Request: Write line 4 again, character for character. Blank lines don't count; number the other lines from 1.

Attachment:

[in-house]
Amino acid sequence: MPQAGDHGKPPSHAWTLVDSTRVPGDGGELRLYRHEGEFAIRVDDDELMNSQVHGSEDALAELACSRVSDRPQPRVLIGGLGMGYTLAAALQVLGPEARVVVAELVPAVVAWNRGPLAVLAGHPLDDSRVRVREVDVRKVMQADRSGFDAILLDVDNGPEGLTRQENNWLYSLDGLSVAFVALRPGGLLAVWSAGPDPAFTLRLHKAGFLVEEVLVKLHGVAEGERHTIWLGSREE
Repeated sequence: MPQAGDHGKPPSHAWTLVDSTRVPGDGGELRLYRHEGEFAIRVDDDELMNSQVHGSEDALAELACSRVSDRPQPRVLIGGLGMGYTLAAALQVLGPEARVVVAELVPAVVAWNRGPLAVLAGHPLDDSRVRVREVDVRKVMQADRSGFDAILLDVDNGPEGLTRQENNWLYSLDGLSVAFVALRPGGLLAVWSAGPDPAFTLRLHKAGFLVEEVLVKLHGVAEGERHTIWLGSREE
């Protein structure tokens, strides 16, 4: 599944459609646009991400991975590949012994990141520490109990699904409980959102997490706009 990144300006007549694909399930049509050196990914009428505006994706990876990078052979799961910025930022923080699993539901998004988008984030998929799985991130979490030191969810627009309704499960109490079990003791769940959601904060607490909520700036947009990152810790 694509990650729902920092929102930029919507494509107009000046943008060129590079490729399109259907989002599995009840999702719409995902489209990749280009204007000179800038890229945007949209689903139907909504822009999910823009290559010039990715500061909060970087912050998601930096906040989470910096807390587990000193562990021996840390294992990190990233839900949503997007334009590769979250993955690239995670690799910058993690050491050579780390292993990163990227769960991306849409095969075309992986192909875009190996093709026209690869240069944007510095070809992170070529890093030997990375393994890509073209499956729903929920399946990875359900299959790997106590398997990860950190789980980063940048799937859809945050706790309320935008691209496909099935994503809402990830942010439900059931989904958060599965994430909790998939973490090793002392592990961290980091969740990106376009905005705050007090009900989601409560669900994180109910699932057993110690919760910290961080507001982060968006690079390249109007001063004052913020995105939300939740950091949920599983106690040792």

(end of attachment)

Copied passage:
């Protein structure tokens, strides 16, 4: 599944459609646009991400991975590949012994990141520490109990699904409980959102997490706009 990144300006007549694909399930049509050196990914009428505006994706990876990078052979799961910025930022923080699993539901998004988008984030998929799985991130979490030191969810627009309704499960109490079990003791769940959601904060607490909520700036947009990152810790 694509990650729902920092929102930029919507494509107009000046943008060129590079490729399109259907989002599995009840999702719409995902489209990749280009204007000179800038890229945007949209689903139907909504822009999910823009290559010039990715500061909060970087912050998601930096906040989470910096807390587990000193562990021996840390294992990190990233839900949503997007334009590769979250993955690239995670690799910058993690050491050579780390292993990163990227769960991306849409095969075309992986192909875009190996093709026209690869240069944007510095070809992170070529890093030997990375393994890509073209499956729903929920399946990875359900299959790997106590398997990860950190789980980063940048799937859809945050706790309320935008691209496909099935994503809402990830942010439900059931989904958060599965994430909790998939973490090793002392592990961290980091969740990106376009905005705050007090009900989601409560669900994180109910699932057993110690919760910290961080507001982060968006690079390249109007001063004052913020995105939300939740950091949920599983106690040792």